was in its heyday a leading Phoenician city under King Hiram who reigned for 34 years and
during whose time Tyre colonized Sicily and North Africa while remaining the trade capital
of its time.
is associated principally with the Tyrean purple, the dye
from the murex sea-mussel which was so expensive
and rare that it was worn as a mark of imperial or royal
rank. It was also famed for its fine Phoenician glass industry, and the introduction
of the alphabet into Greece was attributed to Cadmus of Tyre.
Tyre knew a succession of invasions all of which left their
mark on the city. It suffered two long sieges, the first for thirteen years in the sixth
century B.C. by Nebuchadnezzar, King of Babylon, the other a seven-month siege by
Alexander the Great. Alexander was able to take the city finally only by joining the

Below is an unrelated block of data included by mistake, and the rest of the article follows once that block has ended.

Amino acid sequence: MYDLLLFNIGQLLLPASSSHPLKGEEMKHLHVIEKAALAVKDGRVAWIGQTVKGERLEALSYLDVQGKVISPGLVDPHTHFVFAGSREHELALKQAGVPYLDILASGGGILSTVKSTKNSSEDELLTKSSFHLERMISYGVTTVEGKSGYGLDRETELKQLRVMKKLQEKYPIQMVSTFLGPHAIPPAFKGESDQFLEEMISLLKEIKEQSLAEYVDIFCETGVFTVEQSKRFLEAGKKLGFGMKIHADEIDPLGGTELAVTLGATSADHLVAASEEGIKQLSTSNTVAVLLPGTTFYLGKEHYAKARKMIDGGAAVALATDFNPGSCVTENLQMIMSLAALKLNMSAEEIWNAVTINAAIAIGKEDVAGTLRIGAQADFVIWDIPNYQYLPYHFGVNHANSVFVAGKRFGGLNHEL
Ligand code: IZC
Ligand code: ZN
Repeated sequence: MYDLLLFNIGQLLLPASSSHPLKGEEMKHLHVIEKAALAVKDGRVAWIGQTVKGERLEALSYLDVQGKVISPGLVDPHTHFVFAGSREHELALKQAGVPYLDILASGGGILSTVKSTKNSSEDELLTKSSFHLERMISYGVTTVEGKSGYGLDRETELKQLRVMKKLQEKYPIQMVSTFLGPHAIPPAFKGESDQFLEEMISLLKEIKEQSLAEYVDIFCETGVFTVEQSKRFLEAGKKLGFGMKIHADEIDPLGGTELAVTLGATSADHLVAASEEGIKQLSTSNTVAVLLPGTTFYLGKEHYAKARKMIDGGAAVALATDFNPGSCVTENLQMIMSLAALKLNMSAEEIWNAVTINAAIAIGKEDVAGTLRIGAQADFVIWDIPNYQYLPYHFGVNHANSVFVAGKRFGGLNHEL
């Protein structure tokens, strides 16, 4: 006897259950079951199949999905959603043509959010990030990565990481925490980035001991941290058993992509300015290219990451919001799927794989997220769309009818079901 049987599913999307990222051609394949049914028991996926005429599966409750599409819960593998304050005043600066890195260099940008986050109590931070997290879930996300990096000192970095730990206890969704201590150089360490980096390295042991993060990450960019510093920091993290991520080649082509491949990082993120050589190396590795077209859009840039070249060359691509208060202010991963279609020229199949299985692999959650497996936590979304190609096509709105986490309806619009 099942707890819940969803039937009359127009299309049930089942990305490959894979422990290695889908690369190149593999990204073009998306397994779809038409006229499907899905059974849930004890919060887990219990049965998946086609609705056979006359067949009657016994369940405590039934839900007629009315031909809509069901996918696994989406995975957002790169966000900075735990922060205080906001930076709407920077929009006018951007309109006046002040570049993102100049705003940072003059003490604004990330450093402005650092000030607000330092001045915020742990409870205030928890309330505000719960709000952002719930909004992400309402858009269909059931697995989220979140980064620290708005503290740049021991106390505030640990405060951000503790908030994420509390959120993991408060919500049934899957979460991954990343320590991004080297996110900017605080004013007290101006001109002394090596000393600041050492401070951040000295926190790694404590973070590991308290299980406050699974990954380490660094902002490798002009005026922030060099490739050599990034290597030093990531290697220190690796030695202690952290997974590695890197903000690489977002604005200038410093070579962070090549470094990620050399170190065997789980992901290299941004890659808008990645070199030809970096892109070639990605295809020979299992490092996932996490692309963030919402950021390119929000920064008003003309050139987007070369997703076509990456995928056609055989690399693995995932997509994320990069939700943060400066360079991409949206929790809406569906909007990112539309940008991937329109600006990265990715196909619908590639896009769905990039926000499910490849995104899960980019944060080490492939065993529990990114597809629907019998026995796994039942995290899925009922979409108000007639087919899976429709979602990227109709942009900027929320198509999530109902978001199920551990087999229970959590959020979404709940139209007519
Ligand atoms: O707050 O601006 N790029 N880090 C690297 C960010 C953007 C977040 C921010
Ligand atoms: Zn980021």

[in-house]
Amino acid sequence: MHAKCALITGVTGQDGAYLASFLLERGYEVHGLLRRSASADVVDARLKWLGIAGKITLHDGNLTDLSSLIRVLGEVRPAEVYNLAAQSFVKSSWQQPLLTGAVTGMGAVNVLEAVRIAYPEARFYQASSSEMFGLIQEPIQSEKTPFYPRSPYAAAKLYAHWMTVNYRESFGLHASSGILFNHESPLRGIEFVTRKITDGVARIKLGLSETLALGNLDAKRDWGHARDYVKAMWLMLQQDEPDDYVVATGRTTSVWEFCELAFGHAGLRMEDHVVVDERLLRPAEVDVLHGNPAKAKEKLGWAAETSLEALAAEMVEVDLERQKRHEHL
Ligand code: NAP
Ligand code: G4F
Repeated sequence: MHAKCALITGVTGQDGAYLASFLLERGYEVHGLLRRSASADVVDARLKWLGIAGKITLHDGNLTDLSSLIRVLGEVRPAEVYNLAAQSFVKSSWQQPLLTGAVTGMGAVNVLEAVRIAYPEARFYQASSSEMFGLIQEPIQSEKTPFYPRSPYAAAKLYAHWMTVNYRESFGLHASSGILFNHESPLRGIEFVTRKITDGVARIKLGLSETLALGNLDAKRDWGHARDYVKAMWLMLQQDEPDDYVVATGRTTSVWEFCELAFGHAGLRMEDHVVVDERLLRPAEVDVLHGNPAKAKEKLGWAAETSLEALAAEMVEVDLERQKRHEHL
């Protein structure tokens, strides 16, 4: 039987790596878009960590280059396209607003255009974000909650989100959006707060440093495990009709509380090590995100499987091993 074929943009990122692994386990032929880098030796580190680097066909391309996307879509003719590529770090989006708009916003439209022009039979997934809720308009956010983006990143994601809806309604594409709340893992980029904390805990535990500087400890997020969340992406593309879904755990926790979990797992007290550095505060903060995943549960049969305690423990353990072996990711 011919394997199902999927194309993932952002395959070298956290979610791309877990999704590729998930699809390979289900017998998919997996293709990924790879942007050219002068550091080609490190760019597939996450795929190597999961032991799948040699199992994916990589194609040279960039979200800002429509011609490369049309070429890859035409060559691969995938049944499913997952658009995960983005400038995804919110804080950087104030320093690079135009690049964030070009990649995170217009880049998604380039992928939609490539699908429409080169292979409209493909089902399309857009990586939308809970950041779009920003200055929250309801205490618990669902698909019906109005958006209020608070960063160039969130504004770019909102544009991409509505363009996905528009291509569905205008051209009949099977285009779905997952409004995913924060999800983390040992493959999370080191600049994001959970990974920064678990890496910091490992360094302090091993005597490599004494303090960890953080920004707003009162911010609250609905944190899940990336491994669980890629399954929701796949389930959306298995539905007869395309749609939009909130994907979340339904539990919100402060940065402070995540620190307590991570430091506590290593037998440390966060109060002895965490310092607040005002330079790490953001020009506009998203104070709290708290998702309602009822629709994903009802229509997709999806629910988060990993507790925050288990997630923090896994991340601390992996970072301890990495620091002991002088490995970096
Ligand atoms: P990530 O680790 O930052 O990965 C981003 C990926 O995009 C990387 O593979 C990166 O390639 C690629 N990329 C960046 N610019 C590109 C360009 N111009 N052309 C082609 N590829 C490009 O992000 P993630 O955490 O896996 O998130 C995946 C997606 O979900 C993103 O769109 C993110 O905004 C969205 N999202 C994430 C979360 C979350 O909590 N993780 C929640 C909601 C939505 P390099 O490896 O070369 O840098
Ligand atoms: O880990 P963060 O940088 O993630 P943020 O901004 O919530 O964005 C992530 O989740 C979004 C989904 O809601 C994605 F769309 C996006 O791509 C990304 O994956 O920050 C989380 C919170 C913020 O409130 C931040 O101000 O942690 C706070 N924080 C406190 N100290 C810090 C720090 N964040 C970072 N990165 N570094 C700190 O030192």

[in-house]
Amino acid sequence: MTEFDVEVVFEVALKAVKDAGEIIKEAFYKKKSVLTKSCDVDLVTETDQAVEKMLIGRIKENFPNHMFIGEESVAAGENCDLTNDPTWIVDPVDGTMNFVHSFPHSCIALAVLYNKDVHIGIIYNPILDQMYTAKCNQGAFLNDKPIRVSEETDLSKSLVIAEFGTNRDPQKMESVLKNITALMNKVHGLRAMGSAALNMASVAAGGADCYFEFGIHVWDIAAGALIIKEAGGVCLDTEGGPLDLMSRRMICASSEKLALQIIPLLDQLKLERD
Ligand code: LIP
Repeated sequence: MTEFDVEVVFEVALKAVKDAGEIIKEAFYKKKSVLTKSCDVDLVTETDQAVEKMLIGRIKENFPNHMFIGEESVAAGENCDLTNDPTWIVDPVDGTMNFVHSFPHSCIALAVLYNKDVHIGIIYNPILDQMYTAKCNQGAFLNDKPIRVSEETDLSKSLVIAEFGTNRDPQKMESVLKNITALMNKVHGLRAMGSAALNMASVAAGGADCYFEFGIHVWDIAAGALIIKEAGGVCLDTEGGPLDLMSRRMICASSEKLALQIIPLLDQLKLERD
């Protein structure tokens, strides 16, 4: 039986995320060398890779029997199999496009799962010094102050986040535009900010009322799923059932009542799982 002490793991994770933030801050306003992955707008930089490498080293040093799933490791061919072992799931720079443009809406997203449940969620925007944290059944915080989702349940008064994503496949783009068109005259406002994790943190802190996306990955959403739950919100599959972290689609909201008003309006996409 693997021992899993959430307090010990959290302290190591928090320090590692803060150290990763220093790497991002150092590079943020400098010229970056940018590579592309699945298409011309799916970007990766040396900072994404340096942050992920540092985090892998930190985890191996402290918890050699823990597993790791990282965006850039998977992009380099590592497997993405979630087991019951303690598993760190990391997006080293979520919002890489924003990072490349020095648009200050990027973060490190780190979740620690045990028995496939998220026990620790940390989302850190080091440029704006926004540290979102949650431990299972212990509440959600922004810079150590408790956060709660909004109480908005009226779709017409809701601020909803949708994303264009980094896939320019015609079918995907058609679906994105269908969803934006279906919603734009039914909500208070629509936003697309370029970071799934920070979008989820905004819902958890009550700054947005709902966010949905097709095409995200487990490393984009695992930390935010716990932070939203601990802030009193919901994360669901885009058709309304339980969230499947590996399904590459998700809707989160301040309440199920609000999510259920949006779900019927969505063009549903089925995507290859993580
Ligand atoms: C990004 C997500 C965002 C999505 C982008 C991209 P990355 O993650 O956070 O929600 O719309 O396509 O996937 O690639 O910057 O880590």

island city with the mainland by a causeway which enabled his armies to scale Tyre's
Besides the ruins of the city itself, the tourist to Tyre should visit the Necropolis and
the Hippodrome which cove extensive areas on the other side of the modern town. The
Hippodrome, built in the second century A.D. and designed for chariot racing, was one of
the largest of the Roman period and is unique in that it was shaped in the form of a U and
could seat more than twenty thousand spectators.
The visitor to Tyre should plan on a full day to cover the historic sites of
the city. Those who have more time should take advantage of the modern
resthouse-motel situated on a expanse of sandy beach, and of the good swimming in that
stretch of the Mediterranean.